The nearly twenty-year history of the Digital Millennium Copyright Act’s safe harbor provisions has been marked by criticism from content owners, online service providers, and end users. Content owners complain about the cost of monitoring online content and sending take-down notices. Online service providers complain about the cost of receiving and processing the notices. And end users complain about their legitimate use of copyrighted works being subject to DMCA take-down. Colleges and universities have been at the forefront of this controversy; as providers of online services to their students, they have been a focus of both Congress and copyright owners. To study the effect of the safe harbor provisions on such institutions, and particularly the nature, volume, and cost of the notice-and-takedown system, we surveyed colleges and universities about their copyright and DMCA practices. The results expose infirmities in the administration of the DMCA system, both within the world of higher education and within the U.S. Copyright Office, and suggest that colleges and universities need to (1) take better advantage of the safe harbors and (2) correct certain fundamental misunderstandings of important and essential aspects of the DMCA.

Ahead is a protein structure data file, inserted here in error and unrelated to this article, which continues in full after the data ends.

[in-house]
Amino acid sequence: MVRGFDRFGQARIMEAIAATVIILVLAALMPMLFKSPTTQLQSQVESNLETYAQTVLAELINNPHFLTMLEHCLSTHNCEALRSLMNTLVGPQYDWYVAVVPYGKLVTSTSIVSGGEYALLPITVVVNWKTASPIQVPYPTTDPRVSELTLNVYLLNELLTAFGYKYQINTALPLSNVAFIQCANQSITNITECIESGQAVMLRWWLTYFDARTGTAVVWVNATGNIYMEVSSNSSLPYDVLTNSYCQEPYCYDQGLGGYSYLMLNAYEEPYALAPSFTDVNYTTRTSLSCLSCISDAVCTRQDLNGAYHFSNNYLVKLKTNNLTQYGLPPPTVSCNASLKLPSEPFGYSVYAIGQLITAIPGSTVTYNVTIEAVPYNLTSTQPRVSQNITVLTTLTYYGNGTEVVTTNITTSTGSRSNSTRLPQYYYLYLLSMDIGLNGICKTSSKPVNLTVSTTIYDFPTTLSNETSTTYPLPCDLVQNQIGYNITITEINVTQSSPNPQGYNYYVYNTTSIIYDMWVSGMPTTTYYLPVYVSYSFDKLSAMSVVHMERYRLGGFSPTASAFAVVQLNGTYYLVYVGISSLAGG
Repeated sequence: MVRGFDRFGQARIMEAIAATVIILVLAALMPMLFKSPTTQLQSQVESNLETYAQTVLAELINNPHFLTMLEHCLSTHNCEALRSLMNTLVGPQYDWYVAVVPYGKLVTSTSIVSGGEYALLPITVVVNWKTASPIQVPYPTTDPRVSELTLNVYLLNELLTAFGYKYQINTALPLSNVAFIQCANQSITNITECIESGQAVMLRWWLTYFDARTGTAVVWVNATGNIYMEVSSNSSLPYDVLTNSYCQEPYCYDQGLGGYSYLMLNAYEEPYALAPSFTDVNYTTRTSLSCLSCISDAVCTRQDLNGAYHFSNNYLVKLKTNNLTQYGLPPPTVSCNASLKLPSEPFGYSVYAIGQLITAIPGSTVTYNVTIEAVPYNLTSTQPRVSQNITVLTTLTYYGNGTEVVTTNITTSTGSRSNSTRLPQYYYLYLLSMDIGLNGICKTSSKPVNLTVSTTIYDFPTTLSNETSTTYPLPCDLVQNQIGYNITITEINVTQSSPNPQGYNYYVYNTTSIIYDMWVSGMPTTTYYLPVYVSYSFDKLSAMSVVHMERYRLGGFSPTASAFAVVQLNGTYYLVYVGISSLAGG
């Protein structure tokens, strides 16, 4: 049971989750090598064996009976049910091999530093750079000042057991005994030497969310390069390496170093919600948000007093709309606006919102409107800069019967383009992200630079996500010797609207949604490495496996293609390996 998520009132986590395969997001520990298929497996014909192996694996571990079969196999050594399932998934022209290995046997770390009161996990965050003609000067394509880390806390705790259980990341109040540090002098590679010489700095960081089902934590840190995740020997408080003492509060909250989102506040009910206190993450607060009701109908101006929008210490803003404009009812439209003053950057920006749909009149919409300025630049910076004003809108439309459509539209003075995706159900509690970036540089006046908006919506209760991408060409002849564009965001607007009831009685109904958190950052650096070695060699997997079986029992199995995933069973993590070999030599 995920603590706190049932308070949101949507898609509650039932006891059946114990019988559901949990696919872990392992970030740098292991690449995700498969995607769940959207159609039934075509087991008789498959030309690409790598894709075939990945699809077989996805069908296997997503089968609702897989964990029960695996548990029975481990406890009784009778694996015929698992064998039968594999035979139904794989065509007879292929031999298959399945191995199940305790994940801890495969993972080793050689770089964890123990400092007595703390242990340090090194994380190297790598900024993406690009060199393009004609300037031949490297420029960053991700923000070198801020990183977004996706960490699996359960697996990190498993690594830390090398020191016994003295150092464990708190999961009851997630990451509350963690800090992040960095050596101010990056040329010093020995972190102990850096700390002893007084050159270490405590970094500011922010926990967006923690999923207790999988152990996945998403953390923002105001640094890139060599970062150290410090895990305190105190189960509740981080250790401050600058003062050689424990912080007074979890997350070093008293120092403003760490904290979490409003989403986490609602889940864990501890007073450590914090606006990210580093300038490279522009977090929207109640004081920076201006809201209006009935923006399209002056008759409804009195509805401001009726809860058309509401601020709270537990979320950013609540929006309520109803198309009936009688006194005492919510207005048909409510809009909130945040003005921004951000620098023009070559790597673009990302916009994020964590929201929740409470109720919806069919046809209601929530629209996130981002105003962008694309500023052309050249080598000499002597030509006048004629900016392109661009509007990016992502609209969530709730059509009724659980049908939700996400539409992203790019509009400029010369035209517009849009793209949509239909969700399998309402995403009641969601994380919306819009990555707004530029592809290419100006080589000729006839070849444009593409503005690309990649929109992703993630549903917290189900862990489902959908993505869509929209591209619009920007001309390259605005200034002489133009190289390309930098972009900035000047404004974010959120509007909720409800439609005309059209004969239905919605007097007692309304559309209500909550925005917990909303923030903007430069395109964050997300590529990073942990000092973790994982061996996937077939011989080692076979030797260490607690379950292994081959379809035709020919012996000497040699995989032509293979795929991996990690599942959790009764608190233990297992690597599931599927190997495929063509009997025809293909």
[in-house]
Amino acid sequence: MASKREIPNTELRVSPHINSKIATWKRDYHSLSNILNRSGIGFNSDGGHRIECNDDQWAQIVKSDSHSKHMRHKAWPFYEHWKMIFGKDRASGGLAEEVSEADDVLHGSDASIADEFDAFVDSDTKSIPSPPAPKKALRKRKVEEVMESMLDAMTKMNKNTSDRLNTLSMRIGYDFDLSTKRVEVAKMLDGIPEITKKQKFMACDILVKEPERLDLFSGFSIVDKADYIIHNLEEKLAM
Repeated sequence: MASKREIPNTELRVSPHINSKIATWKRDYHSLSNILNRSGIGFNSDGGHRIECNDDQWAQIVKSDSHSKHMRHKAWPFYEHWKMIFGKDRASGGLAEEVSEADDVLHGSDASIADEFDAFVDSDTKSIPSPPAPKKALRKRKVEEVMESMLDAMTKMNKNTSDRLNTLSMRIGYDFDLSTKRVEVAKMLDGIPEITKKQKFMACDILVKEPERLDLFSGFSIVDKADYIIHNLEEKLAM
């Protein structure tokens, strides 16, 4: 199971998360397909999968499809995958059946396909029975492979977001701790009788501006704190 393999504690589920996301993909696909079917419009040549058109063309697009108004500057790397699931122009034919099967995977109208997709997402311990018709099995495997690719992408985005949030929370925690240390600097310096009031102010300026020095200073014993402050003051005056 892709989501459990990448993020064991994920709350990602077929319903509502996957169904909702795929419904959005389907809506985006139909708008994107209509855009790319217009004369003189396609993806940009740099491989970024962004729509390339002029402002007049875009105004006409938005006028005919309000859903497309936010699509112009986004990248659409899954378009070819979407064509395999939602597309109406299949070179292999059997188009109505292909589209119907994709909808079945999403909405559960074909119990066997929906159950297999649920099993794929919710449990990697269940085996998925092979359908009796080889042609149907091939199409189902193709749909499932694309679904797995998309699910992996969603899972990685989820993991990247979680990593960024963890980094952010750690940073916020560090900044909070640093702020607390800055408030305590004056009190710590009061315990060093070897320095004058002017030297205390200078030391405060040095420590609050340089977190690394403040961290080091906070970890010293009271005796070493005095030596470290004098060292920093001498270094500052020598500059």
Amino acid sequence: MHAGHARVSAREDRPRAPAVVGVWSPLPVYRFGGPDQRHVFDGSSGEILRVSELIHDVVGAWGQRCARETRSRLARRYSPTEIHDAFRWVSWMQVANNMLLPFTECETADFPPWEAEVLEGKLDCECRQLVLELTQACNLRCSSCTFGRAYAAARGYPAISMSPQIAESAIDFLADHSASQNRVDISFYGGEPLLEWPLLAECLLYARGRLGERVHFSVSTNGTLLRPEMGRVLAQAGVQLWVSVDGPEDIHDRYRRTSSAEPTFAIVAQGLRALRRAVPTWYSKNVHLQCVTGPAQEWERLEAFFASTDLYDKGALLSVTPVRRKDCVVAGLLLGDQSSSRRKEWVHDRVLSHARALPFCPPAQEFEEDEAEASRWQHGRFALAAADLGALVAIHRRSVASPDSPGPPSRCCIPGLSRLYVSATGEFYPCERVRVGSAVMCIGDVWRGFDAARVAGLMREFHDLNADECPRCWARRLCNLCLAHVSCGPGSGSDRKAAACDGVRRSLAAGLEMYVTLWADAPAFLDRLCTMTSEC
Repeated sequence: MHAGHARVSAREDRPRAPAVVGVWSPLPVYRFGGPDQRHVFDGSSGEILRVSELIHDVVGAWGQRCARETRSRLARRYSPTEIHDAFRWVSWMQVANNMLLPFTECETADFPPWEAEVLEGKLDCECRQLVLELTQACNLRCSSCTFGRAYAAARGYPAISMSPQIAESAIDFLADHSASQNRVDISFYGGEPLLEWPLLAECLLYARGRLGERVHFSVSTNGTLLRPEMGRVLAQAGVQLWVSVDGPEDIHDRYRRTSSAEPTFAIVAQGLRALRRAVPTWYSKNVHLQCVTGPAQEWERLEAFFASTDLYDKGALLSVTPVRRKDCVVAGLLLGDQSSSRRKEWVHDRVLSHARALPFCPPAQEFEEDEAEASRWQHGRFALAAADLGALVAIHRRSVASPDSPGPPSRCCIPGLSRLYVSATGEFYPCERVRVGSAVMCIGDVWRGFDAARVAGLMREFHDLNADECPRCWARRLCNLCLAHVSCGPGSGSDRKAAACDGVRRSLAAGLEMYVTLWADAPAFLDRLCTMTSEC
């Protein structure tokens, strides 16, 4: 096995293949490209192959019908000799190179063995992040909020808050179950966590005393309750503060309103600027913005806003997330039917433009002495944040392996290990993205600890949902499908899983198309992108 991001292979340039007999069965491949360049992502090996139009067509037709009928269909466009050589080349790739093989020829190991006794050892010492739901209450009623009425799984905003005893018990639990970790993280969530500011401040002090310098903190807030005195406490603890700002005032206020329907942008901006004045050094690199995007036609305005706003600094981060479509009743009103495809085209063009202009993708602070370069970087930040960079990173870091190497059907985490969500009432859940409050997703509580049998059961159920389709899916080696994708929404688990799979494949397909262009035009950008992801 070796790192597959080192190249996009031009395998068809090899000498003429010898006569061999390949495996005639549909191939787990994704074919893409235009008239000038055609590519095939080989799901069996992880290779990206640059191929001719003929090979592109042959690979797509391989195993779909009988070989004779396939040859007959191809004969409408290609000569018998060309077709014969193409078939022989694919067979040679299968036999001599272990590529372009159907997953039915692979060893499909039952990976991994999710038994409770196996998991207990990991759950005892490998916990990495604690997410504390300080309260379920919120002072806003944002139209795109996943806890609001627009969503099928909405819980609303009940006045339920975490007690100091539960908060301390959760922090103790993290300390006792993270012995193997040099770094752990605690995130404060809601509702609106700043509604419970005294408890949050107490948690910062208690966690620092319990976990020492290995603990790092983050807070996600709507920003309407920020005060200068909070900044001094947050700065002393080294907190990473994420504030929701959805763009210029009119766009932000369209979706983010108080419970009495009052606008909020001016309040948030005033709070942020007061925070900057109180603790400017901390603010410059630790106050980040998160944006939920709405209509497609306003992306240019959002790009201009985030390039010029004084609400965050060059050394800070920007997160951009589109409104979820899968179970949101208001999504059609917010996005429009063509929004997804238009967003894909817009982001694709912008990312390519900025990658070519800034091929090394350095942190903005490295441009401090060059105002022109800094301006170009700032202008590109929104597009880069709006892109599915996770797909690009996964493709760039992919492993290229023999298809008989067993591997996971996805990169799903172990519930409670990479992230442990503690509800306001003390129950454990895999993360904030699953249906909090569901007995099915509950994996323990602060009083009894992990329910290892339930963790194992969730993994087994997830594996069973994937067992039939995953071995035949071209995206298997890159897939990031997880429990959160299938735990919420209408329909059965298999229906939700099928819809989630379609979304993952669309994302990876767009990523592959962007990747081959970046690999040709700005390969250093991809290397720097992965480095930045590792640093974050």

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This publication was previously published in the University of Houston's IHELG Research Monographs series.